Six ways to better understand COVID-19 vaccine hesitancy

The biggest challenge in this pandemic will be a behavioral one.

You would think that Americans would be highly enthusiastic at the prospect of a COVID-19 vaccine. Indeed, research shows that public enthusiasm for a vaccine is generally highest during a pandemic. But surprisingly, public opinion surveys show this is not the case: as many as one in three Americans are currently saying they will not get a COVID-19 vaccine.

This is a big problem, because a COVID-19 vaccine is only useful if we can achieve herd immunity — meaning we will need between 55 and 80 percent of the U.S. population to get vaccinated.

As we’ve seen with social distancing and mask wearing, our biggest challenge to overcoming this pandemic has been, and will continue to be, a behavioral one. And right now we have a rare window of opportunity to better understand the “why” behind people’s hesitancy to get the vaccine, so we can design interventions to help change their minds.

Here’s how we can do it:

  1. Learn your customer. First, we need to recognize a key principle of both behavioral science and marketing: develop a deep understanding of your customer. We can’t just lump people who are hesitant about taking a COVID-19 vaccine into one “anti-vax” bucket. We also need to avoid relegating people to their demographic categories: there is no one strategy that will work for all Black people or for all White people; or those over or under a certain income level.
  2. Ask the right questions. This means we need to ask different questions in our public opinion research. It starts with confirming not just whether someone will take the vaccine, but if they won’t, why not. It means digging deeper into what people perceive are the benefits to getting a vaccine, and what kinds of risks are they the most worried about. And we can’t be satisfied with just “yes” responses — we need to ask when, and under which circumstances, exploring whether and to what degree people’s perceptions of safety and efficacy matters, to what degree convenience will play a role, who might be the most likely to persuade them, and how confident people are in the public health system overall.
  3. Probe for perceptions about the different forms a vaccine could take. With COVID-19, we are seeing a new issue of vaccine “selectivity.” We don’t know what kind of COVID-19 vaccine will ultimately be used — so we need to start gauging people’s perceptions about the various forms a vaccine could take. This will allow us to capture valuable data to identify potential product design-specific barriers. For example, there may be more than one vaccine approved and deployed in the U.S., and if those vaccines are fundamentally different in their formulations or schedules, that could impact attitudes. We should be gauging people’s perceptions about RNA vaccines, which the world has never developed before. Will people take them, or will they want to wait a few months to see if there are adverse long-term side effects?
  4. Segment your audience. With the data we generate by asking more specific questions, we can then start segmenting our vaccine-hesitant audience — identifying “personas” of Americans, defined by their underlying reasons for not wanting to get vaccinated. Their attitudes can be a function of perceptions, biases, the contexts within which they live, or even the places where they live. For example, we may find large vaccine-hesitant populations in Oregon, but the reasons could be different across or even within counties. Knowing that vaccine resources will be limited, it’s important to start identifying now exactly where — down to the community level — we’ll need to target our audiences with the right messages to help ensure uptake. And messages will need to be persona-specific — whether for a middle-aged woman with underlying chronic disease putting her at high risk, or a 20-something college student living in a highly populated area who doesn’t see harm in waiting until the experts have worked out the kinks.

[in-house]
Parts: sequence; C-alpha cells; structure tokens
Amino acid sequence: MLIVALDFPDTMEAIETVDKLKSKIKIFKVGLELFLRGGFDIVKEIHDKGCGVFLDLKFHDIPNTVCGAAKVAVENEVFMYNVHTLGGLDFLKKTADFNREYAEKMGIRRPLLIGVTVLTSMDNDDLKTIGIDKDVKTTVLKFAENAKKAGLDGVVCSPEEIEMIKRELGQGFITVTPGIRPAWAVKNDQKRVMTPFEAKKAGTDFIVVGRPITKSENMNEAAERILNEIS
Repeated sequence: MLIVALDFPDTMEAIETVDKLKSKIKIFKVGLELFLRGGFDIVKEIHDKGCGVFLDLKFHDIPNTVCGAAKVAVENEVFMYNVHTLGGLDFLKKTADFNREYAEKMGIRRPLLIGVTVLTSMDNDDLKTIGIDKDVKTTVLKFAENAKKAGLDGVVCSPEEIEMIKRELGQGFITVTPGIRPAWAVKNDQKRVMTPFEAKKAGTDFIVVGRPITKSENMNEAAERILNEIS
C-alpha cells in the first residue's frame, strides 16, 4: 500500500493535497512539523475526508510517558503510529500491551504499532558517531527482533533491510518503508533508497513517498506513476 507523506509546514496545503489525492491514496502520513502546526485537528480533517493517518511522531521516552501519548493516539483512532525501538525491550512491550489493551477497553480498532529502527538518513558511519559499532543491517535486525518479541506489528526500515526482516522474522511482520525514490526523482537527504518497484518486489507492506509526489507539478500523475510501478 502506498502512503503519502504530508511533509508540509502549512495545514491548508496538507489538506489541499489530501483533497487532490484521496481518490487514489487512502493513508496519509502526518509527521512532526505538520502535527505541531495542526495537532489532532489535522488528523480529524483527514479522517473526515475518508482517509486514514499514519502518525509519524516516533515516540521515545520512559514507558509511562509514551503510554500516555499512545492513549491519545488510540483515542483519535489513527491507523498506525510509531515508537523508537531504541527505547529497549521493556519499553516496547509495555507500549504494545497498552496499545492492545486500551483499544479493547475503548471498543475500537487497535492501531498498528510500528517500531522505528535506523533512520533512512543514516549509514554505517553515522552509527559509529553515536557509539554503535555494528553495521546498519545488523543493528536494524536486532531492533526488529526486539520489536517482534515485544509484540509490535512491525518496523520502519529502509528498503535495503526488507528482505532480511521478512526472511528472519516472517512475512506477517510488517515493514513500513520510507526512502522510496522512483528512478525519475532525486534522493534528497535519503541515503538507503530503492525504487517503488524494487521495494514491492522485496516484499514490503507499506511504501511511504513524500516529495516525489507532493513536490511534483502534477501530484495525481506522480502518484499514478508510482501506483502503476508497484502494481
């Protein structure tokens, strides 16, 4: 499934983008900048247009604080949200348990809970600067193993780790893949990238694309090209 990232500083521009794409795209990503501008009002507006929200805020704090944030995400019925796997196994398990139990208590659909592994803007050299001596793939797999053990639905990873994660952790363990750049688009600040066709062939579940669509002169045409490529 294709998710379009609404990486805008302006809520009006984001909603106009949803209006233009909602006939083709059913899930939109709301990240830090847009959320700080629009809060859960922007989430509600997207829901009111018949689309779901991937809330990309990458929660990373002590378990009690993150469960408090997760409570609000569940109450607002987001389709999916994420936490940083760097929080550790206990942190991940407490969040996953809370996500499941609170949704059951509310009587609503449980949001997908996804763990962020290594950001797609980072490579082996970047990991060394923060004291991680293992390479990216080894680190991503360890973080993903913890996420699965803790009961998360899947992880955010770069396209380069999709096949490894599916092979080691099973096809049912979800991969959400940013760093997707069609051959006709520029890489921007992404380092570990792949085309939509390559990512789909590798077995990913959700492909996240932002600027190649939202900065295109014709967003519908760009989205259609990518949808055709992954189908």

5. Use online platforms to pressure-test messages. Distributing our messages online will be equally important. A recent study of 1,300 Facebook pages revealed that the engagement and follows on anti-vaccine pages were increasing more rapidly than pro-vaccine pages, indicating the potential for these anti-vaccine forums to dominate online discussion. These types of platforms lend themselves to quick and easy message-testing that can shift hearts, minds, and potentially behaviors.
  6. Learn from other countries. We can also learn from other countries about how to successfully engage and persuade communities. Sierra Leone’s ebola vaccine trial is a good example. In 2015, local community liaison teams actively engaged communities through public meetings while social scientists assessed community members’ perceptions to improve compliance of the trial. Denmark’s efforts to increase HPV vaccination rates through focus groups, storytelling, and an award-winning public media campaign are also worth noting.

Now is not the time to sit back and passively wait for a COVID-19 vaccine to be approved. Unless we act today to understand what’s driving COVID-19 vaccine hesitancy and take a behavioral science approach to targeting our messages to the right audiences using the right channels, we’ll be no closer to a life that even mildly resembles our pre-pandemic days.

This piece was made possible by everyone at the Surgo Foundation, including but not limited to (in alphabetical order): Sofia Braunstein, Sema Sgaier, and Bethany Hardy.



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